In T-SQL Black Belt: “Grouping Ranges” (January 2005), Itzik Ben-Gan presents a puzzle that challenges readers to write a T-SQL query that generates a monthly report showing the activity periods (i.e., consecutive days open) of a small chain of stores. (These stores are located in US national parks. In bad weather, the storeowners don’t open the stores because few people visit the parks then.)
Ben-Gan uses the GROUP BY clause to solve the puzzle. However, there’s an alternative approach if you don’t want to use GROUP BY. This T-SQL query, which I wrote for SQL Server 2000, uses the NOT IN and TOP 1 clauses to identify the starting and ending points of each range of consecutive days.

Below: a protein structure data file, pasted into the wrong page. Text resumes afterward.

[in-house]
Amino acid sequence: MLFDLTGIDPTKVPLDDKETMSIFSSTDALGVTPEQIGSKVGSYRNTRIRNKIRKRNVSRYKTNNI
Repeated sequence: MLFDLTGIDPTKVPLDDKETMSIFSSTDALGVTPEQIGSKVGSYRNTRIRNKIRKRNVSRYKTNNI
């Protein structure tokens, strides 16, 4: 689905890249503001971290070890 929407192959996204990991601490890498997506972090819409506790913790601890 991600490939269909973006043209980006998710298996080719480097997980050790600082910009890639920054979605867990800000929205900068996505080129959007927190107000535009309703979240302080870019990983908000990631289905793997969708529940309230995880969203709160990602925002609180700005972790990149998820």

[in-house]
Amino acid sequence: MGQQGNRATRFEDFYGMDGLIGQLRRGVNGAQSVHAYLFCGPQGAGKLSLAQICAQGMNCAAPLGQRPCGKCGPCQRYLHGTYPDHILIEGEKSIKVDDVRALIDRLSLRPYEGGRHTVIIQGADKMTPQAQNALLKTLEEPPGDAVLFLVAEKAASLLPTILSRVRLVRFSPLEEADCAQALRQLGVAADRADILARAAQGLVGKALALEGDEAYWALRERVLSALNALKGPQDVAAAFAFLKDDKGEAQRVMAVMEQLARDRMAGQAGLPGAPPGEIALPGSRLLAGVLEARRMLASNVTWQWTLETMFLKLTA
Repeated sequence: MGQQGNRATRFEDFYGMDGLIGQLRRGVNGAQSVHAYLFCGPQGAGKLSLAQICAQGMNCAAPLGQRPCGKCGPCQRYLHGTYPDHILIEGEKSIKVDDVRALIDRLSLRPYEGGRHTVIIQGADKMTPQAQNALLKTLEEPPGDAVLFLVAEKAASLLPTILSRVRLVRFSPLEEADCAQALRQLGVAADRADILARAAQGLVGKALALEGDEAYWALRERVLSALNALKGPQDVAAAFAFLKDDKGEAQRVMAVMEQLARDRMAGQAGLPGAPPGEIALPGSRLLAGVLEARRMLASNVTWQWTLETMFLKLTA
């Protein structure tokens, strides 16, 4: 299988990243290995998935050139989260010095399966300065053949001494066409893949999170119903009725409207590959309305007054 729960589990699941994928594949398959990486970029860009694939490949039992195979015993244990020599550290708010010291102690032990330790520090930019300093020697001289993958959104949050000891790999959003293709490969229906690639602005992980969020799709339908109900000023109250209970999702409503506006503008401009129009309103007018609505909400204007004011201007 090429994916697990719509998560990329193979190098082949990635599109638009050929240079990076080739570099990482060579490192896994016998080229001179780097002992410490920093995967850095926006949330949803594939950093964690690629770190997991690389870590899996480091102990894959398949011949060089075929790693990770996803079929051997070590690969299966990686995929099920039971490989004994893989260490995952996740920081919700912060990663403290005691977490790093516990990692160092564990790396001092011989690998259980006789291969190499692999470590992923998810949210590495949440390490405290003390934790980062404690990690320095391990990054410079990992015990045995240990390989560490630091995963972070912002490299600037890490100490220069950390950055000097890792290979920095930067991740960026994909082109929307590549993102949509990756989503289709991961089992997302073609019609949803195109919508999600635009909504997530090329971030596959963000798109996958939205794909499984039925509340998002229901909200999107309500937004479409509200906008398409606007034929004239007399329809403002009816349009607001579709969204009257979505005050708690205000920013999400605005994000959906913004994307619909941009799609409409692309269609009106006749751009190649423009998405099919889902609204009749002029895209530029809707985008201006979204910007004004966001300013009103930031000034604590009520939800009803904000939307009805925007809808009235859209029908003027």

Share your SQL Server discoveries, comments, problems, solutions, and experiences with products and reach out to other SQL Server Magazine readers. Email your contributions (400 words or less) to email@example.com. Please include your phone number. We edit submissions for style, grammar, and length. If we print your submission, you’ll get $50.